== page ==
Our value as people isn’t determined by the color of our collars or by how we pay the rent. Just because we’ve cleaned toilets or worked in fast food doesn’t mean we’re unintelligent or lazy or that we haven’t tried hard in our lives.
I mean, really; since when has a crooked path indicated a lack of direction? Who ever said nebulous goals mean an absence of passion? Who decided a fancy title is the epithet of happiness?
After all, somebody has to work the overnight shift at the beef-packing plant; somebody needs to be the janitor in your building; somebody needs to collect tolls on the interstate; somebody needs to be the lunch lady at your children’s school. And of course, somebody needs to clean the toilets.
The Serial Worker speaks to the worker in all of us. More importantly, it gives cause for celebration that we don’t have to be somebody to be somebody.
That being said, the 70 or so jobs to be discussed on this site don’t include those chores we all do as children, like babysitting, or mowing the lawn, or earning quarters for emptying dead mice from snap traps during winter infestations. Nor does it include my (surprisingly lucrative) adolescent hairstyling era: when in junior high, I cut, styled, French-braided and permed the hair of my mother’s friends for a few dollars a head. Neither have I felt the need to include the paltry amount of money I made playing in bands (I only mention it here because it makes me sound cool).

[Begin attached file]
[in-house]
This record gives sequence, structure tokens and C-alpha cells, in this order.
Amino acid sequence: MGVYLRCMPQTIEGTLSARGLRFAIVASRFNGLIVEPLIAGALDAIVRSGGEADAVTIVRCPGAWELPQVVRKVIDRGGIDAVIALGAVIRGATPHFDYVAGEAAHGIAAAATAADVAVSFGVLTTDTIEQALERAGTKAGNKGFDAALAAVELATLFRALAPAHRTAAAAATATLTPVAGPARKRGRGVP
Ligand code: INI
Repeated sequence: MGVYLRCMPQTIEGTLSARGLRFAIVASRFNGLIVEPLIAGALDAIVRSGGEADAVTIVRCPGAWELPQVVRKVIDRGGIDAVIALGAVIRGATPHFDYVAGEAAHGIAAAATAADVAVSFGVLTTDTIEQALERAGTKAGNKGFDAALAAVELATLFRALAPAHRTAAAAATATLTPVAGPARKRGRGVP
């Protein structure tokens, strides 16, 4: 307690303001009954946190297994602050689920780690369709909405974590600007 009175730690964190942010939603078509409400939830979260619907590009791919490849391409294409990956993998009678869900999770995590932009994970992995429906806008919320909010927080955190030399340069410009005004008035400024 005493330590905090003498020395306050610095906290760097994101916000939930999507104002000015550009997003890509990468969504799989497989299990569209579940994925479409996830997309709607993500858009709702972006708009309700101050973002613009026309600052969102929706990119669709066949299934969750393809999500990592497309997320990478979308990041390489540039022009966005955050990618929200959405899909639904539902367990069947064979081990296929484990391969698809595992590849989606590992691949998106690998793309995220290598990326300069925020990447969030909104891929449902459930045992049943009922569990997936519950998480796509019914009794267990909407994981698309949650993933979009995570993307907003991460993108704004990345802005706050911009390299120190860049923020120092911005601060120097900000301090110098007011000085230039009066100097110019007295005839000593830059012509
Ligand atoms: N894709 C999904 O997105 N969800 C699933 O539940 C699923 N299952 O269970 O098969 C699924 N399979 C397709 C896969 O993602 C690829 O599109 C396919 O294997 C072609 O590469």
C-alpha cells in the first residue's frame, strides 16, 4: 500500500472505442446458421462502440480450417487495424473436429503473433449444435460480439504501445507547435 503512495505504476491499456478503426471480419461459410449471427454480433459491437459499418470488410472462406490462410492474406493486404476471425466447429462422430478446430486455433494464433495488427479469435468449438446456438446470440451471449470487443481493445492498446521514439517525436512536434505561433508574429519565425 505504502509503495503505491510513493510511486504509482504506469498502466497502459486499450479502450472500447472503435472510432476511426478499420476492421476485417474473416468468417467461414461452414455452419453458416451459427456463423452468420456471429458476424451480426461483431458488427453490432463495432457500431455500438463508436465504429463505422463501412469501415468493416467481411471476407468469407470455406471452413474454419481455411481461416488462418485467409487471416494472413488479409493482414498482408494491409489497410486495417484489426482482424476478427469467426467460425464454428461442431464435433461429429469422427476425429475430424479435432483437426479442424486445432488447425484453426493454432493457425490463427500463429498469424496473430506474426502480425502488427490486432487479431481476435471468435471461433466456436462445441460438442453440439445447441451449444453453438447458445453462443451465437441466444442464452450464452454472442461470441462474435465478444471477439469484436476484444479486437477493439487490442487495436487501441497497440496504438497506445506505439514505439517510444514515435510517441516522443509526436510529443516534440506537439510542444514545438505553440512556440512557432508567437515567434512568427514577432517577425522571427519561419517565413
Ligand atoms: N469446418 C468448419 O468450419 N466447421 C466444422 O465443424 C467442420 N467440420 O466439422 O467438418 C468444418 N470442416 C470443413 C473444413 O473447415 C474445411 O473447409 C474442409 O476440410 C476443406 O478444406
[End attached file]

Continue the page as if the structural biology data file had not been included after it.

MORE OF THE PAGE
It’s conceivable that someone somewhere might discount a temp job or an internship that I’ve included, thinking it can’t be classified as a job because of its temporary status or lack of payment. What typifies a job is indeed a definition of the most slippery sort. Since I’ve had dozens of occasions in which to come up with a standard for applying this label, you’ll have to trust my judgment. Even so, excluding temp jobs and internships, I’ve still had well over 60 jobs, allowing me to graciously accept the designation of Serial Worker. The evidence defending that title can be found in the greasy creases of my jobs. They have truly shaped the shapeless person I am today.
I imagine few would want this distinction of impermanence, to be known as an ungrounded job-hopping gypsy, one of the original “free agents.” But sticking around at a job you hate doesn’t define control—it defies it. And vocational rebirth is hugely underrated.